When I awoke this morning, I watched gently falling snow transform my garden into a winter wonderland. By the time I showered, dressed, tied back hair desperately in need of a good cut, and made a thermos of hot coffee, snowflakes had morphed into rain. A giant serving of mushy porridgy slush replaced fresh deer tracks on a blanket of white on the street. Wet blobs of snow dropping from branches reminded me more of the glistening on the face of a toddler in need of a tissue than an invitation to a sleigh ride in the lane. Clouds seemed to slouch lower in the valley.
A day that started with Christmas card-worthy potential, photographically speaking, turned into a dull lull on this the shortest, darkest day of the year.
I decided to stay home. I put my camera away and instead plunked myself down to check out social media feed. Socializing there appeared to be as messy as the streets outside. Messier. The minions whose job it is to set up miscommunication, offense and division apparently have been busy.
Troubles. Conflicts. Obfuscations. Insults. More dismal predictions. Hope sliding into the ditch.
Sadness wrapped itself around my heart. I stared out the window and remembered another soggy winter day like this one. I know I took photos. I looked for them.
On that day I trudged through the woods looking for something out of the ordinary when I saw something out of the ordinary. Off the main path I caught the glint of a golden Christmas bobble hanging on a little tree.
People sometimes chop down little trees to take home for Christmas, but who decorates a tree and leaves it in the woods? When I asked around later, I learned some local people do this in memory of loved ones who no longer join them at the festive table. The forest provides a quiet place of remembrance for them to go. It felt like finding unexpected gold in the tearful territory of grief.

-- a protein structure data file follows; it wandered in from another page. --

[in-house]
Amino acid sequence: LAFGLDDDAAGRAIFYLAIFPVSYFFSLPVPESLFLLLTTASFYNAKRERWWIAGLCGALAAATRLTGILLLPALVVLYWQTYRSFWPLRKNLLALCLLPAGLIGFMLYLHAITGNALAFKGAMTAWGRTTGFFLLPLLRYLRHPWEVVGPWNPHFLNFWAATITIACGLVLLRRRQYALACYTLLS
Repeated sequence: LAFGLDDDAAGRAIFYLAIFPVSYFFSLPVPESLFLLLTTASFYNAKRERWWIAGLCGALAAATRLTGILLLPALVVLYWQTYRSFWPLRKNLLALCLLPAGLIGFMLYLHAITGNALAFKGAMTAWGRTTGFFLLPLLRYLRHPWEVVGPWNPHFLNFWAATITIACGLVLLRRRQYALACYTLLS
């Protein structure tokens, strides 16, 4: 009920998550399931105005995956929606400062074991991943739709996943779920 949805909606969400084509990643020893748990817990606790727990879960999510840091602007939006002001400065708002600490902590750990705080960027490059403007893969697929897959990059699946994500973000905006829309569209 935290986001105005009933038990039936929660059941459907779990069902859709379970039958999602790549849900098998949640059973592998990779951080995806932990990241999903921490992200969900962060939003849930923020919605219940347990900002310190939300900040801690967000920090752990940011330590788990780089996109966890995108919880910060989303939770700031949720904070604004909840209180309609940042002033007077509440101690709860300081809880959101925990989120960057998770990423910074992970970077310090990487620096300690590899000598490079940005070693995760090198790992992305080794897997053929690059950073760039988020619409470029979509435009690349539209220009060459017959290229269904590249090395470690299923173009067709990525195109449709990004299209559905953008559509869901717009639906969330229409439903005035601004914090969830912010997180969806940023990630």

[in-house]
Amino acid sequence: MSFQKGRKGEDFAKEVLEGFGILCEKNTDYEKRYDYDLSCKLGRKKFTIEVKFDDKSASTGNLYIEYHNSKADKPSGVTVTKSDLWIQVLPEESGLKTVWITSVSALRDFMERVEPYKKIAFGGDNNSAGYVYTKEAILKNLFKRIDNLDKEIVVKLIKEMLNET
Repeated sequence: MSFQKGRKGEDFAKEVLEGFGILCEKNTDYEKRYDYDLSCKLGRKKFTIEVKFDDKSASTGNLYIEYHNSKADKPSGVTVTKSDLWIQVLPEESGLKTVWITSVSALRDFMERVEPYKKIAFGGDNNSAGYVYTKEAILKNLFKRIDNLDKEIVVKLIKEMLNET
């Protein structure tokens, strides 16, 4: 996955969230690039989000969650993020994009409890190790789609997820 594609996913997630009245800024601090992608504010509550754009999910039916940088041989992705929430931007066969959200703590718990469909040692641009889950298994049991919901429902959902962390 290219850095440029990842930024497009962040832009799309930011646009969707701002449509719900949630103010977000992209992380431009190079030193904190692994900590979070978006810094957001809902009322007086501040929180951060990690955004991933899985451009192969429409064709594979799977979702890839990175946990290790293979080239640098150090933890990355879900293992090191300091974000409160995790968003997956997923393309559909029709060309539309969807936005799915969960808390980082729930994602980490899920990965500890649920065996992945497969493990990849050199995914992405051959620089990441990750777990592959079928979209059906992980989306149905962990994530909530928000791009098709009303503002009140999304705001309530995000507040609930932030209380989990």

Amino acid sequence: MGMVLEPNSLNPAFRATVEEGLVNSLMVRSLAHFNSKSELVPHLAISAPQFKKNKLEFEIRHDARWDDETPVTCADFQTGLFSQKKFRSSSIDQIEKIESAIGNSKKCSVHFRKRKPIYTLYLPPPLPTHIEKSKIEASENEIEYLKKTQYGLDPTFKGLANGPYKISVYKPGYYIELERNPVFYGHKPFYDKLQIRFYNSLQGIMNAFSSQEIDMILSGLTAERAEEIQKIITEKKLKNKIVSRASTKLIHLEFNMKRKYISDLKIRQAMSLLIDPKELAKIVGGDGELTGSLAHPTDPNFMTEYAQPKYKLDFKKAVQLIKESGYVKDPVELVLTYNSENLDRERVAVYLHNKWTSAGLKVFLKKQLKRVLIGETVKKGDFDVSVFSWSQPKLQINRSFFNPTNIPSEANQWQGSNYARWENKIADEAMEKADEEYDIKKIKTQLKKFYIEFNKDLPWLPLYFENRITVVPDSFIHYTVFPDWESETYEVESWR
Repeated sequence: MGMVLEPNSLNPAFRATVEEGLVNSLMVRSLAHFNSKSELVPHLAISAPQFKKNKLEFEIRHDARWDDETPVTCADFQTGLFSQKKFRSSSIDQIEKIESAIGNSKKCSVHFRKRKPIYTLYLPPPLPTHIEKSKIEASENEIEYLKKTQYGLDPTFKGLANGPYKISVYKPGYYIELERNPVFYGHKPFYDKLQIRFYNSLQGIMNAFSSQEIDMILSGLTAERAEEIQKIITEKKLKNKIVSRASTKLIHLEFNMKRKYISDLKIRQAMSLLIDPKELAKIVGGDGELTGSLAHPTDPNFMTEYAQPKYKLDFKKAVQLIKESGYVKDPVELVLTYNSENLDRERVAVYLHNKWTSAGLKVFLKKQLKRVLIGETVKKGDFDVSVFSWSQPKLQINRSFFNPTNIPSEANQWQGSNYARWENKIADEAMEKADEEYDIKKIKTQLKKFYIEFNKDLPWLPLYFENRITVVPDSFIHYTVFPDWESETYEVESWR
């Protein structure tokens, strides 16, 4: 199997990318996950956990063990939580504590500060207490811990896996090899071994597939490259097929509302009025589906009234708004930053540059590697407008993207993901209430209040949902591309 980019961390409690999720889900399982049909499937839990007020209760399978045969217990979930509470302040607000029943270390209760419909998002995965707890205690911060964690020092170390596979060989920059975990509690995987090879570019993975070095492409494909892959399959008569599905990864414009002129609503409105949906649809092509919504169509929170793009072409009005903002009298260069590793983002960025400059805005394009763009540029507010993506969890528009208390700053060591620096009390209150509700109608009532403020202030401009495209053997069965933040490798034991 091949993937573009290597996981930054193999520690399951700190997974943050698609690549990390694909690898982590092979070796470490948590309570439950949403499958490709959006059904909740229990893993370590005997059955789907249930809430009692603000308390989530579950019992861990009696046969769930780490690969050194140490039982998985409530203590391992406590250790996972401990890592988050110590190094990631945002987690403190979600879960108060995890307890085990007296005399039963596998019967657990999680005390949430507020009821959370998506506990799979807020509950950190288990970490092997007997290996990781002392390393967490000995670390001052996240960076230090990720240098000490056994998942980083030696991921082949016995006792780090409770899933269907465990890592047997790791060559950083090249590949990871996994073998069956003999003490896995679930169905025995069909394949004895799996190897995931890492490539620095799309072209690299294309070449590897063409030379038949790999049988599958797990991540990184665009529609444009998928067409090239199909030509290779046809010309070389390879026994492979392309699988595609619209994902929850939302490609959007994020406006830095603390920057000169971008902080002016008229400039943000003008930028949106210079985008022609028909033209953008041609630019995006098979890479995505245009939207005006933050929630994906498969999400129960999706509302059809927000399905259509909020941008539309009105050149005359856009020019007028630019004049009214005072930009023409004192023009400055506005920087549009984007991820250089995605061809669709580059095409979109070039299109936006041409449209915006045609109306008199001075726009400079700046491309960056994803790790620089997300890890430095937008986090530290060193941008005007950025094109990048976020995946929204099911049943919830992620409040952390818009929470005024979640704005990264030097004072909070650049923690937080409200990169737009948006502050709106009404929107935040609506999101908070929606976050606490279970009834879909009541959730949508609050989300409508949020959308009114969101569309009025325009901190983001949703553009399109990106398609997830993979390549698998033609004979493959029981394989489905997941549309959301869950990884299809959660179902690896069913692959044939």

I’ve been meditating on Psalm 50 lately. I somehow feel it is important for the times we live in. In this psalm God tells his children he is about to deal with their lax attitudes toward sin. Perhaps the time has come to “have a little talk with Papa” and for an adjustment in attitude. The psalm begins with images of the beauty of his creative expression in nature and desire to communicate with us, but soon becomes somber.
“Do I need your young bull or goats from your fields as if I were hungry?
Every animal of field and forest belongs to me, the Creator.
I know every movement of the birds in the sky,
and every animal of the field is in my thoughts.
The entire world and everything it contains is mine.
If I were hungry, do you think I would tell you?
For all that I have created, the fullness of the earth, is mine.
Am I fed by your sacrifices? Of course not!
Why don’t you bring me the sacrifices I desire?
Bring me your true and sincere thanks,
and show your gratitude by keeping your promises to me, the Most High.” (verses 9 to 14 in The Passion Translation)
Then this golden invitation and promise (I hear it in a loving, gentle, yet firm Father’s tone):
“Honor me by trusting in me in your day of trouble.
Cry aloud to me, and I will be there to rescue you.” (verse 15)
He also speaks to the downright wicked, those who disregard his words and think they can continue to get away with crimes against humanity. It includes serious warnings not to mess with him or take him for granted.
“The sins of your mouth multiply evil.
You have a lifestyle of lies,
devoted to deceit as you speak against others,
even slandering those of your own household!
All this you have done and I kept silent,
so you thought that I was just like you, sanctioning evil.
But now I will bring you to my courtroom
and spell out clearly my charges before you.
This is your last chance, my final warning. Your time is up!” (verses 20 -22)
It ends with another appeal and a promise.
“The life that pleases me is a life lived in the gratitude of grace,
always choosing to walk with me in what is right.
This is the sacrifice I desire from you.
If you do this, more of my salvation will unfold for you.”
There it is, like an unexpected beautiful tree of remembrance of a loving relationship hidden deep in the woods on rainy day. This is what his heart desires.
“A life lived in the gratitude of grace.”
This is not about behaviour, or rules, or sacrifices. The way out of the mess we find ourselves in is to renew our relationship by turning to our Maker with gratitude, by receiving his empowering grace to be all he sees when he looks at us, and trust in him in the day of trouble.
He is our hope. He has a plan for our good, because he is good and because he loves us more than we can ever imagine.
The old carol says: “Long lay the world in sin and error pining, ’til He appeared, and the soul felt its worth.”
Come, Lord Jesus. Be born in us today.